• We are sorry, but NCBI web applications do not support your browser and may not function properly. More information
Logo of brjgenpracRCGP homepageJ R Coll Gen Pract at PubMed CentralBJGP at RCGPBJGP at RCGP
Br J Gen Pract. Sep 2001; 51(470): 712–718.
PMCID: PMC1314098

An exploration of the value of the personal doctor-patient relationship in general practice.


BACKGROUND: Within the context of general practice, continuity of care creates an opportunity for a personal doctor-patient relationship to develop which has been associated with significant benefits for patients and general practitioners (GPs). Continuity of care is, however, threatened by trends in the organisational development of primary health care in the United Kingdom and its intrinsic role within general practice is currently the subject of debate. AIMS: To determine how many patients report having a personal doctor and when this is most valued, to compare the value of a personal doctor-patient relationship with that of convenience, and to relate these findings to a range of patient, GP, and practice variables. DESIGN OF STUDY: Cross sectional postal questionnaire study. SETTING: Nine hundred and ninety-six randomly selected adult patients from a stratified random sample of 18 practices and 284 GP principals in Oxfordshire. METHOD: Qualitative interviews with patients and GPs were conducted and used to derive a parallel patient and GP questionnaire. Each patient (100 from each practice) was invited to complete a questionnaire to evaluate their experience and views concerning personal care. All GP principals currently practising in Oxfordshire were sent a similar questionnaire, which also included demographic variables. RESULTS: Overall, 75% of patients reported having at least one personal GP. The number of patients reporting a personal GP in each practice varied from 53% to 92%. Having a personal doctor-patient relationship was highly valued by patients and GPs, in particular for more serious, psychological and family issues when 77-88% of patients and 80-98% of GPs valued a personal relationship more than a convenient appointment. For minor illness it had much less value. CONCLUSIONS: Patients and GPs particularly value a personal doctor-patient relationship for more serious or for psychological problems. Whether a patient has a personal GP is associated with their perception of its importance and with factors which create an opportunity for a relationship to evolve.

Full Text

The Full Text of this article is available as a PDF (89K).

Selected References

These references are in PubMed. This may not be the complete list of references from this article.
  • Starfield B. Is primary care essential? Lancet. 1994 Oct 22;344(8930):1129–1133. [PubMed]
  • Sox HC. Decision-making: a comparison of referral practice and primary care. J Fam Pract. 1996 Feb;42(2):155–160. [PubMed]
  • Gray DJ. The key to personal care. J R Coll Gen Pract. 1979 Nov;29(208):666–678. [PMC free article] [PubMed]
  • Freeman G, Hjortdahl P. What future for continuity of care in general practice? BMJ. 1997 Jun 28;314(7098):1870–1873. [PMC free article] [PubMed]
  • Howie JG, Heaney DJ, Maxwell M, Walker JJ, Freeman GK, Rai H. Quality at general practice consultations: cross sectional survey. BMJ. 1999 Sep 18;319(7212):738–743. [PMC free article] [PubMed]
  • Ettlinger PR, Freeman GK. General practice compliance study: is it worth being a personal doctor? Br Med J (Clin Res Ed) 1981 Apr 11;282(6271):1192–1194. [PMC free article] [PubMed]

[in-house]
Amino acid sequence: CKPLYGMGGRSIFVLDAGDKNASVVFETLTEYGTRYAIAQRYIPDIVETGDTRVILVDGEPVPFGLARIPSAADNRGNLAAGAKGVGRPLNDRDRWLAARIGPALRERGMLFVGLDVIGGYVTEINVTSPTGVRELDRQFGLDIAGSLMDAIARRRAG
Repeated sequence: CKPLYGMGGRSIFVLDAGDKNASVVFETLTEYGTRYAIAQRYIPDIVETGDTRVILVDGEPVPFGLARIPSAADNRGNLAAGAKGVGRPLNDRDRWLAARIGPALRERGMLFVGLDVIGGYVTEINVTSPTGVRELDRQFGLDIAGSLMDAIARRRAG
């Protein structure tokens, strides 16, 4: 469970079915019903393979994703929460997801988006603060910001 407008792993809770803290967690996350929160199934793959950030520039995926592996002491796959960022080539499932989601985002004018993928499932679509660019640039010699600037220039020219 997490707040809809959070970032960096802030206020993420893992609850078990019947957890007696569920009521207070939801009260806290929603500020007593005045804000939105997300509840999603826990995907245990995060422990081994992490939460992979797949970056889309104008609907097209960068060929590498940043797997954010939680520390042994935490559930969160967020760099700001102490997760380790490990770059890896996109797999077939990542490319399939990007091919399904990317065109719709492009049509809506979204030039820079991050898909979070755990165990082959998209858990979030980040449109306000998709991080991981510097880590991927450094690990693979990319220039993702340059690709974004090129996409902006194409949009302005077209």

• Hjortdahl P, Laerum E. Continuity of care in general practice: effect on patient satisfaction. BMJ. 1992 May 16;304(6837):1287–1290. [PMC free article] [PubMed]
  • Hjortdahl P. The influence of general practitioners' knowledge about their patients on the clinical decision-making process. Scand J Prim Health Care. 1992 Dec;10(4):290–294. [PubMed]
  • Gulbrandsen P, Fugelli P, Hjortdahl P. Psychosocial problems presented by patients with somatic reasons for encounter: tip of the iceberg? Fam Pract. 1998 Feb;15(1):1–8. [PubMed]
  • Di Blasi Z, Harkness E, Ernst E, Georgiou A, Kleijnen J. Influence of context effects on health outcomes: a systematic review. Lancet. 2001 Mar 10;357(9258):757–762. [PubMed]
  • Baker R. Will the future GP remain a personal doctor? Br J Gen Pract. 1997 Dec;47(425):831–833. [PMC free article] [PubMed]
  • Guthrie B, Wyke S. Does continuity in general practice really matter? BMJ. 2000 Sep 23;321(7263):734–736. [PMC free article] [PubMed]
  • Baker R, Streatfield J. What type of general practice do patients prefer? Exploration of practice characteristics influencing patient satisfaction. Br J Gen Pract. 1995 Dec;45(401):654–659. [PMC free article] [PubMed]
  • Olesen F, Dickinson J, Hjortdahl P. General practice--time for a new definition. BMJ. 2000 Feb 5;320(7231):354–357. [PMC free article] [PubMed]
  • Horton R. Evidence and primary care. Lancet. 1999 Feb 20;353(9153):609–610. [PubMed]
  • Flocke SA. Measuring attributes of primary care: development of a new instrument. J Fam Pract. 1997 Jul;45(1):64–74. [PubMed]
  • Hjortdahl P. Continuity of care: general practitioners' knowledge about, and sense of responsibility toward their patients. Fam Pract. 1992 Mar;9(1):3–8. [PubMed]
  • De Maeseneer J, Hjortdahl P, Starfield B. Fix what's wrong, not what's right, with general practice in Britain. BMJ. 2000 Jun 17;320(7250):1616–1617. [PMC free article] [PubMed]

Articles from The British Journal of General Practice are provided here courtesy of Royal College of General Practitioners


Related citations in PubMed

See reviews...See all...

Cited by other articles in PMC

See all...


  • PubMed
    PubMed citations for these articles

Recent Activity

Your browsing activity is empty.

Activity recording is turned off.

Turn recording back on

See more...